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Sand washer is also called sand washing machine.
Application Range: Sand making plant, mine field, construction, transportation, chemical engineering, water conservancy and concrete batching plant.
Applied material: River sand and artificial sand.
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The Samsung WA54R7600AW is a great pick for a high-efficiency top-loading washer. It includes time-saving features, that also reduce energy consumption and finish your laundry faster. It has a 5.0-cubic-foot drum, so there’s plenty of room for even oversized loads or bulky blankets.
Like most high-efficiency washers, the machine utilizes load-sensing technology to determine how much water is required for the wash cycle. If you usually need to pre-treat stains, then your household will likely appreciate the efficiency of the Samsung Active WaterJet—a built-in faucet that gives you an easy, mess-free way to scrub shirts, pants, and anything with stains.
Now, be prepared: the cycles may take longer than a conventional washer with an agitator. This HE washer is doing more with less, though—which sometimes mean longer wash cycles. If you're in a hurry, simply select this washer's speed cycle that cuts cycle times to a respectable 36 minutes.
There are plenty of high-efficiency front load washers on the market, but the LG WM4200HWA is your best bet. This washer includes convenient features that will make your laundry routine easier and your clothes cleaner. Most significantly, this HE front load washer uses less energy and water than other models, but without sacrificing a thorough wash that eliminates harmful allergens. The unit has been certified by the Asthma and Allergy Foundation of America (AAFA), and uses the steam function to rid your dirty laundry of triggers like dust.
To further boost the energy efficiency of this appliance, a ColdWash setting gives you the option to conserve resources, by combining six unique wash motions. In addition, LG's TurboWash 360 uses five water jets to rinse, wash, and spin large loads in only 30 minutes. Between this element of design and the 5.0-cubic-foot drum, you likely won't need to run this appliance as often, which will save money and time on your end. Simply put, the model is durable—and stackable—and has all the bells and whistles of a typical HE washer and then some.
So your old clothes dryer is on its last leg -- or its last load -- and you're looking to replace it. You'd really like a dryer that will save you a little money and energy, right? Maybe you've already begun to research dryers online or at your local appliance store. The high-efficiency washers and dryers probably caught your eye with their sleek lines, high-tech interfaces and special "eco" features. It seems like these appliances can do everything but fold up your laundry and put it away. And because these appliances are labeled as "high-efficiency," they promise the energy and money savings you're looking for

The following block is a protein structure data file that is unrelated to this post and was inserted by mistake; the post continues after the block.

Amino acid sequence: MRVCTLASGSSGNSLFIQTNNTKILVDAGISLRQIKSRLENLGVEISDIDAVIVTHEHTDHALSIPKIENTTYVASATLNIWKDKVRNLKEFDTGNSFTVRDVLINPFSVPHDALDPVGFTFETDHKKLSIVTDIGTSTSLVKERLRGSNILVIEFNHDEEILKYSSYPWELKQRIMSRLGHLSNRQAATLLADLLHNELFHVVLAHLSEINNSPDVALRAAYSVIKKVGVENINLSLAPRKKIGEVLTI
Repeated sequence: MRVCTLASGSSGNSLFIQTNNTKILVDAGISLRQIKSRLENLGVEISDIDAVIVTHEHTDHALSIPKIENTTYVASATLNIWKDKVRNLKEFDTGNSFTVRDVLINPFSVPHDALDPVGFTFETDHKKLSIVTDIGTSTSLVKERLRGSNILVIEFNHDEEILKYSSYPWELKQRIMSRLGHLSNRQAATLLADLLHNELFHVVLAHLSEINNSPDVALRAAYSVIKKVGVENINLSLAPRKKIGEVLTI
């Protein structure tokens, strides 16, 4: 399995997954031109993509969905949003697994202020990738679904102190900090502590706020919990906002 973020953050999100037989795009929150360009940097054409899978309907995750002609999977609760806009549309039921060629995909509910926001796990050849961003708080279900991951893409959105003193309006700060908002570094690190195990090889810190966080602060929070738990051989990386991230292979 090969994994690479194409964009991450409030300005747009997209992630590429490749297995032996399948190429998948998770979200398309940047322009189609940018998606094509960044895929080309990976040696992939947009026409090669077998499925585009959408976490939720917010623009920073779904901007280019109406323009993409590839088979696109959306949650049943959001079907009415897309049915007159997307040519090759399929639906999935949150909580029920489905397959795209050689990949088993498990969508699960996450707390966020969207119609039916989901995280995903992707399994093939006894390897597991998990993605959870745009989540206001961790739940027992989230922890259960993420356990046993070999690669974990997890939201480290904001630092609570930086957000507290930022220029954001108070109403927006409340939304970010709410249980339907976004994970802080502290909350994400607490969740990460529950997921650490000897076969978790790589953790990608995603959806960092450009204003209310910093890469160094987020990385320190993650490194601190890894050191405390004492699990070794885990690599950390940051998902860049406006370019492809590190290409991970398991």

But what does high-efficiency mean? How do you figure out which dryer is the most efficient? The efficiency of a dryer is based on how well it removes moisture from clothes using a given amount of energy, or how many pounds of clothing can be dried per kilowatt-hour (kWh) [source: Bansal, Flex Your Power]. Here are some of the things that can affect the efficiency of your dryer:
All dryers manufactured in the United States have to meet certain minimum efficiency requirements set by the Department of Energy [source: Eastment]. However, energy-efficient dryers have to exceed those standards. According to EnergyStar, the program that certifies energy-efficient appliances, a high-efficiency dryer should be at least 20 percent more efficient than a regular dryer [source: Taddonio]
Considering that of all the appliances in the American household, the dryer is the second largest consumer of energy after the refrigerator, it seems like a no-brainer to get one that's as energy-efficient as possible. But do these high-efficiency models actually exist? Find out on the next page
High-efficiency dryers don't actually exist yet, at least not in American appliance stores. The fact of the matter is that all dryers on the U.S. market today use about the same amount of energy. Energy Star doesn't even rate clothes dryers for this reason. And Energy Star won't even consider rating dryers until a cost-effective model that is at least 20 percent more efficient than standard models is available [source: Taddonio]
So what's with those alluring high-efficiency washer/dryer sets being sold by appliance companies like GE, Maytag, Kenmore and Whirlpool? If you look closely, you'll find that it's the washer that earns the high-efficiency rating. The dryer is just riding on the washer's coattails. The term "high-efficiency washer and dryer" is a marketing tactic that leads us to believe that both appliances are energy-efficient when, in fact, they aren't. Yes, the dryers have some energy-saving functions (more about these on the next page), but they are not using fewer kWh to dry the same amount of clothes
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